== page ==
When Buyer B came along looking for at least three bedrooms and enough space to give the grown-ups and their three kids room to play, we thought they were perfect candidates for one of our garden duplexes. With private rear yards and plenty of space, our garden duplexes are house-like and the most family-friendly units at Third + Bond. But Buyer B envisioned something a little different. They were more excited about gardening on a roof terrace than in a rear yard, and they liked the views from our higher-floor units. Their idea: buy two two-bedroom apartments in one building and combine them into a four-bedroom duplex.
We love signing contracts, but customization is a tricky business. Over the course of our negotiations, we had to consider the costs of the additional construction and design work, as well as the impacts on the construction timeline and TCO sign-offs for the rest of the project. In the end it was fairly easy to decide that the benefit of selling two apartments with one stone more than outweighed the complications involved in combining them, and we now we have a signed contract for a second floor and a third floor two-bedroom as one combined duplex unit.
As detailed by a construction rider to the purchase contract, Hudson will customize the units by installing an internal staircase and demolishing one kitchen. The new unit will… (more…)
The Third & Bond blogger/developers give an update on their streetscape enhancements…When we took over the parcels that have become Third + Bond, they housed either vacant lots or industrial buildings. The sidewalk along the property was wide and treeless. It was more akin to the industrial sidewalks of Gowanus than the residential sidewalks of Carroll Gardens. Our plans to transform the sidewalk were long ago put to paper but only in the last few months put to pavement. We introduced four street trees and eight landscaped front yards. We’ll save the yards for another posting since street trees are a curious enough part of the regulation process.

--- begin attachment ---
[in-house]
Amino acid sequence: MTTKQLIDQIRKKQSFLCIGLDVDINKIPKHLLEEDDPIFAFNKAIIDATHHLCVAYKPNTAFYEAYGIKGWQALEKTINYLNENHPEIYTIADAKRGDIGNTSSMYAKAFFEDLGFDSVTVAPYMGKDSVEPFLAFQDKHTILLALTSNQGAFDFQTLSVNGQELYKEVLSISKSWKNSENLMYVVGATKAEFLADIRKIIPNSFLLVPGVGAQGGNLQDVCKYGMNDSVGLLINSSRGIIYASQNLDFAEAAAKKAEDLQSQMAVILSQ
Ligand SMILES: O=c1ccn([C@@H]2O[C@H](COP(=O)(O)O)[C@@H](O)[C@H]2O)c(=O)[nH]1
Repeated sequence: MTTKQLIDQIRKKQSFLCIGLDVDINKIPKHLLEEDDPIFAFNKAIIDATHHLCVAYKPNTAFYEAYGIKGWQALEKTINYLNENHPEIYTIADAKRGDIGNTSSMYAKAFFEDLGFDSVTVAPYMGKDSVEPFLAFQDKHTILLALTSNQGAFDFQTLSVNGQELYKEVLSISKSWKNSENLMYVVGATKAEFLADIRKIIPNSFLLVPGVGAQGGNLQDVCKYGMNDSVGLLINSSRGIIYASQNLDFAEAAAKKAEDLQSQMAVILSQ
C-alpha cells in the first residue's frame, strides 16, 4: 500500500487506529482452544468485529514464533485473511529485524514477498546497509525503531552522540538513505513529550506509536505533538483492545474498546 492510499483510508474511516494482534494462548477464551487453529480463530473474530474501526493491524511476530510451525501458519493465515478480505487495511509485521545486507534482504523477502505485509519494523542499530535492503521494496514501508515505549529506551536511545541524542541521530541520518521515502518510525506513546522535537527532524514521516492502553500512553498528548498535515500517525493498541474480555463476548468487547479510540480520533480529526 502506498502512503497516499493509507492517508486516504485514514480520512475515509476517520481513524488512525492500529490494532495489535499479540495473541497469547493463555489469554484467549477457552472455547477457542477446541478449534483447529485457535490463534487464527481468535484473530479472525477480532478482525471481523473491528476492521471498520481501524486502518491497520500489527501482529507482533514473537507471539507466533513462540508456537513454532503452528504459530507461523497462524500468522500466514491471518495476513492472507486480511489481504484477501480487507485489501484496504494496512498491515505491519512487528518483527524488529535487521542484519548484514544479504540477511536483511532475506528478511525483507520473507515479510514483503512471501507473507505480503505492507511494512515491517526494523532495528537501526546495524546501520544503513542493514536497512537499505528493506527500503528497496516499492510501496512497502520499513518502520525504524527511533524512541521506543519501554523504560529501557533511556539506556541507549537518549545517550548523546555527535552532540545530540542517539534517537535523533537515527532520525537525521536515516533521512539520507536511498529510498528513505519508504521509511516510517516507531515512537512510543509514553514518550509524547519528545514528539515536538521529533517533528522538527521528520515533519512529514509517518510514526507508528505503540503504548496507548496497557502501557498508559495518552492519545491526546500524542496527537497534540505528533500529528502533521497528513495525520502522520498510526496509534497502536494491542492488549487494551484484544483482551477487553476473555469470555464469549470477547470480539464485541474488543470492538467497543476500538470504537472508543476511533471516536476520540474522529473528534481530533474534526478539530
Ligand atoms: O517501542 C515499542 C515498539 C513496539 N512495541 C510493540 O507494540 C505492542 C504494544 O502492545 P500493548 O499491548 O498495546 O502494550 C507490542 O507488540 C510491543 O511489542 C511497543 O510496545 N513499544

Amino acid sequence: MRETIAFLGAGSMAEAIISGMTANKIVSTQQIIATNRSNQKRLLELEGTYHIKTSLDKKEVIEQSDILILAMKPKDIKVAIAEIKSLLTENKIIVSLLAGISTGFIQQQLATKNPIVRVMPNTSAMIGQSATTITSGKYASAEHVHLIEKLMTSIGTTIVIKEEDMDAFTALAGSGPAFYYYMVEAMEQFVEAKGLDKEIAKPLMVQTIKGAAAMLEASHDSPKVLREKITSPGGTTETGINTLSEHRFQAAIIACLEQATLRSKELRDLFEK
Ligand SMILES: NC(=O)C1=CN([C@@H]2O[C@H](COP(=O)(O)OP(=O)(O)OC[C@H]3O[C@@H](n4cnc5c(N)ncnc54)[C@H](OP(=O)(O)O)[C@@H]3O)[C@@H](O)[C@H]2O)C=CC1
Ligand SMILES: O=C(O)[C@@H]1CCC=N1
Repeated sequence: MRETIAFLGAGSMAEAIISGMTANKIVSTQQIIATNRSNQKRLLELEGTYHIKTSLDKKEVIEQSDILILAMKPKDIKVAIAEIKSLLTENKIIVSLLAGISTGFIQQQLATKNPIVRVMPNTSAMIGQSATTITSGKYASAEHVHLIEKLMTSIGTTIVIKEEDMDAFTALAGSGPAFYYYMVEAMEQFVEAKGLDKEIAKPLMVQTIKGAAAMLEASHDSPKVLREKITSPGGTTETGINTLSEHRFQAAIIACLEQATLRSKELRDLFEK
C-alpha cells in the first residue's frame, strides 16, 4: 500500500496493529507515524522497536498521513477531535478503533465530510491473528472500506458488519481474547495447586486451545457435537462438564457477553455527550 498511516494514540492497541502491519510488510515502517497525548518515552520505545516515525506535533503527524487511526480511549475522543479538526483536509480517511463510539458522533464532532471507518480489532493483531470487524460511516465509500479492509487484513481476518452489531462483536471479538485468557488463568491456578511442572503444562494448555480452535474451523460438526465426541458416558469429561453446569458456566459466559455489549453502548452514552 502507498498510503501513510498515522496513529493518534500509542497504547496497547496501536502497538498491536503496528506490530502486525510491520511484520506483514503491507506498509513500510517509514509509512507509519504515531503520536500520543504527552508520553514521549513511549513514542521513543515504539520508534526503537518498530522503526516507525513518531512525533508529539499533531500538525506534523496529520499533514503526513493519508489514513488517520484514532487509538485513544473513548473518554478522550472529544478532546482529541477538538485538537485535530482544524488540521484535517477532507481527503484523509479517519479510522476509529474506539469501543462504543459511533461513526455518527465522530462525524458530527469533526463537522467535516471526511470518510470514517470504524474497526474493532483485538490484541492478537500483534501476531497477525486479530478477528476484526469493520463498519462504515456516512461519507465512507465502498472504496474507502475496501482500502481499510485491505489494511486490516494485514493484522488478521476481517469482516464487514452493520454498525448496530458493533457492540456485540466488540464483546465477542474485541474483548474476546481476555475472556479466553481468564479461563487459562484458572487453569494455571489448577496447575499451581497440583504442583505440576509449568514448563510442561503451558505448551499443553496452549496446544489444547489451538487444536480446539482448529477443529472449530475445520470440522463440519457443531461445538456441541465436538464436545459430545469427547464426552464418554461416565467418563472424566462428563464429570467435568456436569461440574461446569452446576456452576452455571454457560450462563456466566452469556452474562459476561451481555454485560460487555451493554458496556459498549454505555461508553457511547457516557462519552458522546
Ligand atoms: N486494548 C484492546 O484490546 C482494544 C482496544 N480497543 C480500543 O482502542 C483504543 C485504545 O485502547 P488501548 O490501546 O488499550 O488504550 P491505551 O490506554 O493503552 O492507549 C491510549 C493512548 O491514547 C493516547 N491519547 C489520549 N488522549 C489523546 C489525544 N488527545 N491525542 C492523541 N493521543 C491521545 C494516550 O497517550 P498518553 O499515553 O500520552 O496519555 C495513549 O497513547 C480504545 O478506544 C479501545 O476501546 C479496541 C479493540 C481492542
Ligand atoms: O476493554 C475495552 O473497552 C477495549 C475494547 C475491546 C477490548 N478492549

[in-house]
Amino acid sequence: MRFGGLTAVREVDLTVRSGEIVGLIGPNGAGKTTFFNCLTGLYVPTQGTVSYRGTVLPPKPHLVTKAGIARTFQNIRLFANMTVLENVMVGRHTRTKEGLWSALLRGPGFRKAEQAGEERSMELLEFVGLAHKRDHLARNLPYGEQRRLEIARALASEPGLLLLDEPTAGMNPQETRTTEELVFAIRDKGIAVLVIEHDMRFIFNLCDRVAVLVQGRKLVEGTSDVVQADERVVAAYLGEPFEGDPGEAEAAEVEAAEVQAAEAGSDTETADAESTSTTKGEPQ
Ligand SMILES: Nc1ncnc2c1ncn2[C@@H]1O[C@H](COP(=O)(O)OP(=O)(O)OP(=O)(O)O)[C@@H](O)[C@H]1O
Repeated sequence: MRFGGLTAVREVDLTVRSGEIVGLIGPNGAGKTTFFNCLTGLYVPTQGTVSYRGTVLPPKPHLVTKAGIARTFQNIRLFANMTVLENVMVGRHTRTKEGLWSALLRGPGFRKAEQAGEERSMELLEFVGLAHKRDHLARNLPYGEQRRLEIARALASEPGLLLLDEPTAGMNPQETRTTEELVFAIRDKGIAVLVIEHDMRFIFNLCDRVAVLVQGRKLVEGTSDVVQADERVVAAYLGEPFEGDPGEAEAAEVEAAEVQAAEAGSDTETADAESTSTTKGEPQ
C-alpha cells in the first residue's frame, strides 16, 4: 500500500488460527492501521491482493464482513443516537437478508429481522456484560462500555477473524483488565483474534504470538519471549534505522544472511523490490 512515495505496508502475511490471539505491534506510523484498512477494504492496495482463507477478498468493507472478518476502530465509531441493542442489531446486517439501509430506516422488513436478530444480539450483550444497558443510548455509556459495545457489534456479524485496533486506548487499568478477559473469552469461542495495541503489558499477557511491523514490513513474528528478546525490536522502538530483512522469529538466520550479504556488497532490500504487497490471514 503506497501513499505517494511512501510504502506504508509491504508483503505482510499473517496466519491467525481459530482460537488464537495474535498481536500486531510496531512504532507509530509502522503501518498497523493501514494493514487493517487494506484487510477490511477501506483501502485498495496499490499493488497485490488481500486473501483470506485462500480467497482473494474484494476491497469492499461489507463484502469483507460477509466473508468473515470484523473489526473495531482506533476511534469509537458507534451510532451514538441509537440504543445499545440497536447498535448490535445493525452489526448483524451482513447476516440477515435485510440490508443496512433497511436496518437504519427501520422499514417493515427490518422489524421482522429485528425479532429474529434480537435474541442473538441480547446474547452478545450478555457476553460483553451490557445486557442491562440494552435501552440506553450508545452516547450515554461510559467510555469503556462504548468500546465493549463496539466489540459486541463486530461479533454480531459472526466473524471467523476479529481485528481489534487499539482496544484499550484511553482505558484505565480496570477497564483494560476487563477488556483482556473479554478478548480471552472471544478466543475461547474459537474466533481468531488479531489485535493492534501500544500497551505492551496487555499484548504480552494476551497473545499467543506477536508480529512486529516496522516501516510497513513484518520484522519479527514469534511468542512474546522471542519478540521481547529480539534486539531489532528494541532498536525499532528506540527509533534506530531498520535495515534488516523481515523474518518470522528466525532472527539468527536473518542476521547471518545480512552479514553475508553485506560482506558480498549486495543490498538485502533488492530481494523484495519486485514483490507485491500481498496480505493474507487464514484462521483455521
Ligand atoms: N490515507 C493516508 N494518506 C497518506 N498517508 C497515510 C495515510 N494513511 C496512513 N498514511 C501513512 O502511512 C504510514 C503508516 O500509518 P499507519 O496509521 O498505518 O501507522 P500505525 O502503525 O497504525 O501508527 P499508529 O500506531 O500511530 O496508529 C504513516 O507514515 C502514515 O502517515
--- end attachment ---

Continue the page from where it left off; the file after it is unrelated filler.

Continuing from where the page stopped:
The guidelines for street trees are put out by the City Department of Parks and Recreation but our plan is first reviewed by the Department of Transportation when we submit our Builder’s Pavement Plan. (See Week 85.) We are required to plant 1 tree per 25′ or so of building frontage. But then there are distance limitations constraining how many of those trees can actually go into the ground. Each tree has to be 25′ from a streetlight, 30′ from a stop sign, 6′ from other traffic signs, 20′-40′ from other trees depending species, 5′ from a hydrant to edge of a tree pit, no where within a bus stop, etc. So while we were required to plant 10 trees, we could only fit in 4. What happens to the other 6?
This week, the bloggers from The Hudson Companies hedge some interest rate risk… Third + Bond is entering the homestretch and so is this blog. We’re buttoning up our paperwork with the Department of Buildings. The contractor crews are getting sparse. The paint is dry. The trees are planted. As we sweat our way out of the hottest July on record and many of you pack yourselves off to vacations, we’ve decided to dial down our reports to every other week. We’ll conclude â€˜Inside Third + Bond’ when we get our TCO, which with our crossed fingers and held breath, shouldn’t be too long. With only a few postings left between now and then, we want to know: are there any topics that you, dear reader, are itching to hear about?
This week, itchy or not, you’re getting an update on our construction loan. Back in Week 14 we talked about pursuing a $25 million construction loan and in Week 27 we talked about caps, collars, and swaps. A 100 or so weeks later, we have extended the due date of the loan now held by Wells Fargo. The construction loan originally closed in the hands of Wachovia with a term date this year. But given all of the fun writing this blog, we stretched out construction for as long as possible, thus bypassing the original term date. Now it’s Wells Fargo’s turn to have measured fun with the fees we produced to extend the loan. Their real fun isn’t until we pay back the entirety of the loan which could be as soon as this year or as late as 2012.
As part of the loan extension, Wells Fargo asked that we purchase a cap on our interest rate. A cap for them means… (more…)